This is part 2 in a series of posts on the use of ERP in the process manufacturing environment. Our own experiences implementing systems for process-based manufacturers ties in nicely with a recent report from Aberdeen Research titled ‘ERP in the Process Industries: Functional Ingredients to Create a Good Mix’. You can find a link to their report in our first post in the series, found here.
In our first post we look at the pressures that drive process manufacturers to ERP solutions. Today we look at what defines a Top Performer in process, and how they get there.
Aberdeen calls the top 35% of its surveyed performers “Leaders” based on a survey of over 100 process firms. The rest are simply deemed “Followers.” Here are some interesting benchmark performance comparisons between the two:
|Reduction (improvement) in Inventory Levels||15%||6%|
|Days to close a month (accounting)||4||7|
|Manufacturing schedule compliance||94%||87%|
|Complete and on-time shipments||97%||89%|
The leaders gain some differentiation because they:
- Standardize and streamline processes – cited by 56% of respondents
- Enable collaboration across the organization (including outlying locations) (28%)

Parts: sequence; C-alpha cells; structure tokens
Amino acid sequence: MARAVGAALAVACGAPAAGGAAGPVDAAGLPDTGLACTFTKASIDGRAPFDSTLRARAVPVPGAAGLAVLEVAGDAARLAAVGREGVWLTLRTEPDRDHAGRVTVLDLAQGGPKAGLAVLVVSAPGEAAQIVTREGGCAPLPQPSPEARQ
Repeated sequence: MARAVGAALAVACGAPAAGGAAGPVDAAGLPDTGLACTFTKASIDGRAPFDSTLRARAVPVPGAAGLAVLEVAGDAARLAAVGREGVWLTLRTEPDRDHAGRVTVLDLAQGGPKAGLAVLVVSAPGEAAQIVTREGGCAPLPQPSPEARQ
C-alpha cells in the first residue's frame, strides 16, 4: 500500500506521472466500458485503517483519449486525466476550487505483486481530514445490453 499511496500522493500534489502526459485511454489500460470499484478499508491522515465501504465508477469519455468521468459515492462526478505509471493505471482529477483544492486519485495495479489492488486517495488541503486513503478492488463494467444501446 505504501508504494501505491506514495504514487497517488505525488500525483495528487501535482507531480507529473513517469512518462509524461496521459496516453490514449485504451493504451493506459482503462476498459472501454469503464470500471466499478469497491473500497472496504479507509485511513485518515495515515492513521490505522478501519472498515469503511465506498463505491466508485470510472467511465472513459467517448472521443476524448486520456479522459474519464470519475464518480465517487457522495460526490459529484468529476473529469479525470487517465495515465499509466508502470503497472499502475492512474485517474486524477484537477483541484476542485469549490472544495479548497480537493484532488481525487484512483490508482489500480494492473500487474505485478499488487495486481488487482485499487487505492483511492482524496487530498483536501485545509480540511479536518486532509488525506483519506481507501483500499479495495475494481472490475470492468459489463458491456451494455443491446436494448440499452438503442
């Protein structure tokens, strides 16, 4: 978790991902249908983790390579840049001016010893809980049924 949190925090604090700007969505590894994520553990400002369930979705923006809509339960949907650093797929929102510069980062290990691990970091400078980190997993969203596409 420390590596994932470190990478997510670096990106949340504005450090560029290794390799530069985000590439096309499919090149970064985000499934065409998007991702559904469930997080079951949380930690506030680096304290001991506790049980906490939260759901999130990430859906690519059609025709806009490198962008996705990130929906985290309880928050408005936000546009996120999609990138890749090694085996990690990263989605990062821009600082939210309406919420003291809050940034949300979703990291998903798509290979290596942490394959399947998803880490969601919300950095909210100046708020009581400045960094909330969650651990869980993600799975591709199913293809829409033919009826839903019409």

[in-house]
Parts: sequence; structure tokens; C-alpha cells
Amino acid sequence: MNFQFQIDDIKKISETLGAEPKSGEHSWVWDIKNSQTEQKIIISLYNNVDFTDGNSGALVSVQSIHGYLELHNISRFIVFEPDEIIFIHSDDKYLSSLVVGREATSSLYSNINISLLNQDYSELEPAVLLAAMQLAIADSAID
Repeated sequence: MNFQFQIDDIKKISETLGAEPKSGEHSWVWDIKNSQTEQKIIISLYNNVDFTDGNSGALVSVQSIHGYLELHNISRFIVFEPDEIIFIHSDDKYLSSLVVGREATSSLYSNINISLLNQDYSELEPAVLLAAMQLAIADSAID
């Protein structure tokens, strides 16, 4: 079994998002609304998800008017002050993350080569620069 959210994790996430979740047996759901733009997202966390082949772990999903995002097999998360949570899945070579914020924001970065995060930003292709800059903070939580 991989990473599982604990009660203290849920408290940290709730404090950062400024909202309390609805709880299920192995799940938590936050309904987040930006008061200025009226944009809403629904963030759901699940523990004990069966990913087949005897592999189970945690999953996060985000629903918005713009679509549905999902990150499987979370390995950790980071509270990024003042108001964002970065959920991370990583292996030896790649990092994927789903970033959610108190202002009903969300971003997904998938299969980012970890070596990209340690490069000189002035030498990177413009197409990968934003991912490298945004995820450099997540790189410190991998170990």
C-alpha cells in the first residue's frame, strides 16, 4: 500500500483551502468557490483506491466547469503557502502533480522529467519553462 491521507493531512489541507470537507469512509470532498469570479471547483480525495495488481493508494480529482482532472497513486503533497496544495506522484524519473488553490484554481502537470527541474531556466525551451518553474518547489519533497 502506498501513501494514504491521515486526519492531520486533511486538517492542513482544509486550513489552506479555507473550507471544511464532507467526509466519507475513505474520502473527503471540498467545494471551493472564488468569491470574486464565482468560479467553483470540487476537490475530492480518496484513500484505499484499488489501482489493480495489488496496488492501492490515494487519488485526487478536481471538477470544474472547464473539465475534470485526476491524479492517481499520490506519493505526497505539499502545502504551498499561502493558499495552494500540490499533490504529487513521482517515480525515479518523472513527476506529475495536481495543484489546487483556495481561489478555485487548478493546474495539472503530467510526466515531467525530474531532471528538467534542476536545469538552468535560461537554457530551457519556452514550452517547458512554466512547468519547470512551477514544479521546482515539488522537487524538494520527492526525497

- They are able to do a mock recall of their products (33%)
- They can do demand planning and forecasting (54%)
- The have a central repository of metrics and KPIs on-demand (50%)
The best process manufacturers focus on the above capabilities, and in doing so, they improve performance, improve regulatory compliance (as well as customer service and fulfillment levels) and work at measuring the results in order to ensure continuous improvement – even as they sometimes are forced to battle with changing regulations.
Aberdeen also finds, tellingly, that the “Leaders” in process manufacturing – those Top Performers – are also able to “roll with the punches.” They found that nearly 50% have the ability to quickly change their ERP solution to react to business change; in other words, they’re “agile”. They have automatic alerts built into their systems. And nearly three-fourths have resources (either internal or available from their consultants/implementers) to “manage, change, reconfigure and customize their ERP.”
In other words, their systems are flexible, modifiable, and reconfigurable on reasonably short notice. As implementers ourselves, we couldn’t agree more.
In our next and final post in our series, we’ll look at the role “data” has in driving decisions at the top performing process manufacturers, and finally, review Aberdeen’s key findings and recommended actions. Stay tuned…